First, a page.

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Denning's Point is a peninsula that juts out into the Hudson River approximately 58 miles north of New York City. It was the first location of the Denning's Point Brick Works. Denning's Point is in Dutchess County in the southwest portion of Beacon, NY. It's in the center of your screen in this Google Satellite view. If you zoom in, you can see some of the remains of the brick factory buildings. (Scroll down for more pics.)


4000BC: Numerous artifacts from as far back as the Archaic Period have been found on Denning's Point confirming the presence of Native Americans here. Noted Hudson River author Arthur G. Adams writes there were burial grounds of the Wiccapee and Shenandoah tribes here.2

1609: Henry Hudson moored mid-river between Denning's Point and Newburgh. Whether any of his crew actually came ashore onto what was then called "the Island in Fishkill Bay" is unknown.1

Aug 8, 1683: Francis Rombout and Gulian Verplank purchased 85,000 acres from the Wappinger tribe. Called the Rombout Patent, this land included what is today known as Denning's Point.

1691: Francis Rombout dies and wills his share of the Patent to his daughter, Catharyna.

1709: Catharyna, now married to Roger Brett, built a gristmill at the mouth of Fishkill Creek (next to Denning's Point).

1743: Now a widow, Madam Brett built the Frankfort Storehouse and Freight Depot just north of the Point. Here flour ground in her mill along with produce from over twenty Dutchess County area farmers awaited shipment to New York on her fleet of sailboats.1 The Storehouse continued in business until the 1840s.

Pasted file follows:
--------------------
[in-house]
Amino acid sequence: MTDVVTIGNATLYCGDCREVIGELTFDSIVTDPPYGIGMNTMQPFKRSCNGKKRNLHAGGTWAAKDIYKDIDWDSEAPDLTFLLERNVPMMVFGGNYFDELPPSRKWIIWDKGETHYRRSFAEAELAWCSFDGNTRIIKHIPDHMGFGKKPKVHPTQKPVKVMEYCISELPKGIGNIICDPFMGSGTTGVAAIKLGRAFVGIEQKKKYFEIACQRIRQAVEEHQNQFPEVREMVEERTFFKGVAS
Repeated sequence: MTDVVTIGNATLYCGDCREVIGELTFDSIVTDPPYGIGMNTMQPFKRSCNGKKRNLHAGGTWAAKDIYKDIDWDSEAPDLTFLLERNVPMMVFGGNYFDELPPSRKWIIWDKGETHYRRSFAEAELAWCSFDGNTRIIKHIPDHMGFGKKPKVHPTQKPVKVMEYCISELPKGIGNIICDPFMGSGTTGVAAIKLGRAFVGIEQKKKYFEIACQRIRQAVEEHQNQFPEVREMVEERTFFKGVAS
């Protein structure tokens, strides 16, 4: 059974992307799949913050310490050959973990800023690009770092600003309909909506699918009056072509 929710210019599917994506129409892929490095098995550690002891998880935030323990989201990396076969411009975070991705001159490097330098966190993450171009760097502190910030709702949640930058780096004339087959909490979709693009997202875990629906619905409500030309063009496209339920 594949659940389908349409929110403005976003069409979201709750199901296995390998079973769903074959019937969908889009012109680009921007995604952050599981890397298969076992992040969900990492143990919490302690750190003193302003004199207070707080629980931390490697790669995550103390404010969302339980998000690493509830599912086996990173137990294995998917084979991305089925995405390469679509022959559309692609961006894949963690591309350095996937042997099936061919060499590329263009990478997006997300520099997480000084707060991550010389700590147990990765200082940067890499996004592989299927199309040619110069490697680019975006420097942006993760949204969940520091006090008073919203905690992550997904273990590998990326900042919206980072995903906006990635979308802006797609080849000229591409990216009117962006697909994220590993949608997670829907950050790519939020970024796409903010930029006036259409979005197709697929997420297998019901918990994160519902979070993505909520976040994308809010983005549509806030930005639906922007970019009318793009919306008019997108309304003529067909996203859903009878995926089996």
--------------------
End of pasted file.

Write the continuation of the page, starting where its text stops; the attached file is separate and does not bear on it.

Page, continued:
1738: Madam Brett sold the land to Jacobus de Peyster who renamed it "DePeyster's Point."

1776: The Point served as eastern terminus of Revolutionary period ferry to Newburgh and New Windsor.

1781: Alexander Hamilton rented a home at DePeyster's Point (also known then as "Fishkill Hook"). Historians now believe it was here that Hamilton penned articles that were precursors to the Federalist Papers.1

Playing Croquet at Denning Mansion, 1865
Playing Croquet at Denning Mansion, 1865
(Source: Beacon Historical Society)

1785: Adjutant-General William Denning of George Washington's staff (also a New York merchant) purchased the land. The Denning family built a mansion "Presqu’ile" on the southern part of the point.

1868: The Boston, Hartford and Erie Railroad purchased property at Denning's Point adjacent to Dutchess Junction. Their grand plan was to connect New England cities with a shipping terminal on the Hudson River but they went bankrupt in 1870.

Homer Ramsdell (1899 photo)
(1899 photo)

1872: Newburgh's Homer Ramsdell (president of the Erie Railroad 1853-1857 and owner of the Ferry Landings at Newburgh and Beacon before the Mid-Hudson Bridge) bought the portions of the Point from the bankrupt railroad.

Plymouth locomotive, side dump hoppers and shovel loading clay at Denning's Point Brick Co.